Perspective: experiencing Chile’s devastating earthquake firsthand

By Surbhi Agrawal

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My grandmother's building sank 5 cm and everything was a mess inside of her apartment after the earthquake. Photo courtesy of Magdalena Carrasco.

*By Magdalena Carrasco-Roehrs (’08)*

On Feb. 27 around 3:30 a.m., I woke up and felt my room shaking. I thought that it was just a tremor, but as it got worse, I realized it was an earthquake, and a very powerful one.

My older sister and I got out of bed and hurried out of our bedroom. My mum yelled because she couldn’t open my younger sister’s bedroom door. When we finally got it open, we all gingerly walked downstairs and heard the sound of breaking china and glass and books falling down off the shelves.

As we waited outside for the shaking to stop, I silently prayed that nothing would happen to us.

When everything finally stopped moving, we checked if our neighbors were okay. When we reentered our house,  my mum almost collapsed. There was no power and only one phone worked.

My mum started calling our relatives and my dad left to check up on his parents, who live close by. My sisters and I got our cell phones and started calling all of our friends, but to no use. We couldn’t reach anyone.

We turned on a battery radio and tried to tune in to a news station. In Santiago, the earthquake had been 8.3 degrees on the Richter scale.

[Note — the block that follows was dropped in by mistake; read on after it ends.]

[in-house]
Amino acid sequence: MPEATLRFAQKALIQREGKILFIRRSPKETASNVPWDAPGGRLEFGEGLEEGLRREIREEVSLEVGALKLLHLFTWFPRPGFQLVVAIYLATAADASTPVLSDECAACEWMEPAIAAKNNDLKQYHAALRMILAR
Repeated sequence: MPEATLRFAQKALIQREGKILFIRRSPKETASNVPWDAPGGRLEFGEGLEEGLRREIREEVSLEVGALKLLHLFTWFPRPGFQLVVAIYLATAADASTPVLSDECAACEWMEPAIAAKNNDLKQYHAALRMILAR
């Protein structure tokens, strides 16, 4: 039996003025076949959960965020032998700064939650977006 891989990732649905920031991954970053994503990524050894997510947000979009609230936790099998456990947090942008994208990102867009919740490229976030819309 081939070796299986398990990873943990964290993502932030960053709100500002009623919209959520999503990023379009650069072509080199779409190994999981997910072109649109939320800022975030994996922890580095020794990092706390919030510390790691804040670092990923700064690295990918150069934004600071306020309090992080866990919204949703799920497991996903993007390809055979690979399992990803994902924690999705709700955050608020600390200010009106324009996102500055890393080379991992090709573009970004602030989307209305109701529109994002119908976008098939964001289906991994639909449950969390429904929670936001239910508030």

The next day when I woke up, my mum told me that my grandparents were okay, but my other grandmother’s apartment had to be evacuated for a while because it was in a hazardous state.

Thankfully, the rest of my extended family was in better shape and my friends were fine too. My dad had left to work early; he’s in the army.

Photo courtesy of Magdalena Carrasco.

The power was back, so we checked the news on TV. But of course, they weren’t very reassuring. Tons of houses were lost, many families still didn’t have power or even water and some were sleeping on the streets.

The roads in the south were blocked, so some people were stuck with no water or electricity, including a friend of mine.

At some point, I stopped watching the news, because every time I checked, it was to find the number of casualties, disappearances, destroyed houses and hurt people had increased, especially after a tsunami followed the already-disastrous earthquake.

Some people are still a bit shaken, but this is a reality we have to learn to live with. The only thing left to do is to help those who have lost everything to the earthquake and after some time, we’ll all hopefully be able to go back to normalcy.

*Magdalena Carrasco-Roehrs (’08) is a former Whitman student who currently lives in Punta Arenas, Chile. She graciously provided the Black & White with her perspective on the recent devastating earthquake that hit Chile.

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